Wednesday, August 17, 2005

Cut Off Funding For Terrorism

You wanna cut funding for terrorism? Two easy steps:
1. Stop driving these 15 mpg hogs and their corpulent cousins.
2. Get out of bed with Saudi Arabia and divorce the bitch.

What'll they do when the $$$ stops flowing?

Of course, that'll never happen. This is the land of the free where any sucker with scoots to spare can burn depleting resources whenever he damn well feels like it and nobody can tell them any different. America and her right to be stupid. Which ammendment was that?

It boggles the mind


Let's take a fresh approach to the problem.

We know that the jihadists recruit from the poor, young, unemployed males in those Arabic countries. So, cutting off the money isn't gonna help. Neither is disengagement.

I say: Buy MORE gas-sucking hogs (until we bleed the earth dry), then by necessity switch to new fuel technologies (Americans naturally will lead that pioneering path), and so savvy Arabs (who will by then need gasoline, and, as always, jobs), will come to the friendly booth at the international bazaar operated by the ever-innovative Western technology, which can provide their solutions. And of course we can keep shipping them our "low-end" jobs, e.g. cubicle desk, phone jockey, service oriented. America of course will remain 95 percent employed with that New Technology.

Technology, Leo.

Worship it.
Theo, you have far too much trust in our economic system. It ain't about justice or righteousness or anything altruistic. It's about human nature and how much we self-serving consumers can suck up and how fast we can do it. Plain and simple. Always was, always will be. Hasn't changed in 200+ years (except, of course, we've gotten better at it) and I wouldn't expect it to change anywhere in the near future.
Leo, truly it's not "our" economic system. These are the laws of the universe. In this specific case, we are dealing with the law of supply and demand. Now let me point out that humans, by their very nature, are greedy and lazy. So, normal behavior is to try to make a pile of cash and sit around watching TV a lot. Or watching birds along the San Pedro. Or browsing the stores in Nogales. If I can produce 2 widgets in half the time that I was making 1 widget a year ago, and I am spending that leftover time being lazy, and spending the extra earned cash how I choose, then what harm is being done? And don't expect me to spend my leftover time for charitable cause or to help the slackers; that's marxism. Besides, Americans donate more to charity than all over nations combined. Rockefeller built our nation's public libraries. Laissez-faire, baby!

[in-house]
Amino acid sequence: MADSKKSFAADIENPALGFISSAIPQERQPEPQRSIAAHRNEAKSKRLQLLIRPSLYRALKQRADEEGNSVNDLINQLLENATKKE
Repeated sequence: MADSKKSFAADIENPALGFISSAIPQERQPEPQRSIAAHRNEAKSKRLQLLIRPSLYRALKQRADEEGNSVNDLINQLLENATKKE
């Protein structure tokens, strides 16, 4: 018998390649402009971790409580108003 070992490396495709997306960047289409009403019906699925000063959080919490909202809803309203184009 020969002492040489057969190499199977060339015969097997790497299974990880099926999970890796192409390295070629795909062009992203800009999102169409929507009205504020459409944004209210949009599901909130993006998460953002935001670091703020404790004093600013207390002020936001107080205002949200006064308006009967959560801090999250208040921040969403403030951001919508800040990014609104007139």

But I can see the argument that the fossil fuels -- e.g. petroleum -- is a finite resource in the Earth, and perhaps should be treated like a utility that should be protected by government from monopoly. But then that would require unprecedented cooperation among nations. Now I'd like to believe that's possible, but after my ex-wife's first divorce, she carried a keychain that said "can't we all just get along?" and I thought "why not?" ... but now I have become wiser.

People need to change their thinking. When oil becomes scarce, then they will demand something to replace it. A new supply of energy will be developed. One example: The ocean contains enough hydrogen to fuel humanity for perpetuity.
These are not laws, my friend. They are not immutable. They may, to an extent, be a factual rendition of parts of our consumer behavior but they are far from laws, let alone universal.

Nor does supply and demand work all the time. Heck, as soon as someone figured out that little gem, they figured out how to manipulate it. There's no free market. In reality there never has been. Because as soon as someone got screwed on the patent for the bleeding wheel someone was, no doubt, trying to fix the exchange rate on wood for the spokes.

Remember wage/price controls during the Nixon years? He was a conservative, wasn't he?

The blasted revolution was over taxes and our attempt at free market economics. Outside of a couple of decades, we were manipulating tobacco and cotton markets.

If we really believed in free markets, the Civil war wouldn't have happened. That little unconstitutional blip was about nothing but economics and manipulations of it. I'm not saying the war wasn't necessary, just trying to be pragmatic about the whole thing.

Nor do I think there is a better way to do economics than the way we do. I am just cynical when it comes to seeing it as the savior of mankind or some sort of universal maxim.

Laissez-faire, pure and simple, doesn't work all the time. Ask the sick and dead from US chemical accidents in the third world. What's a few thousand dead when Dow can make billions, right? And we wonder over and over why these huddled masses hate Americans like they do?

Or are we supposed to forget all that in honor of the almighty dollar?

On a related note...What does technology and development get us? Are we any better? I would say not better, just different. Now we get carpal-tunnel and radiation crud from CRTs and so much spare time that we no longer know what to do with ourselves.

I could go on, but it would be just a waste of time. I have no control over this sorta stuff and it isn't worth the ulcer. Someone else can have it.

The Benedictine way? Work and pray.
But Benedictines don't get laid. However, they got wine.
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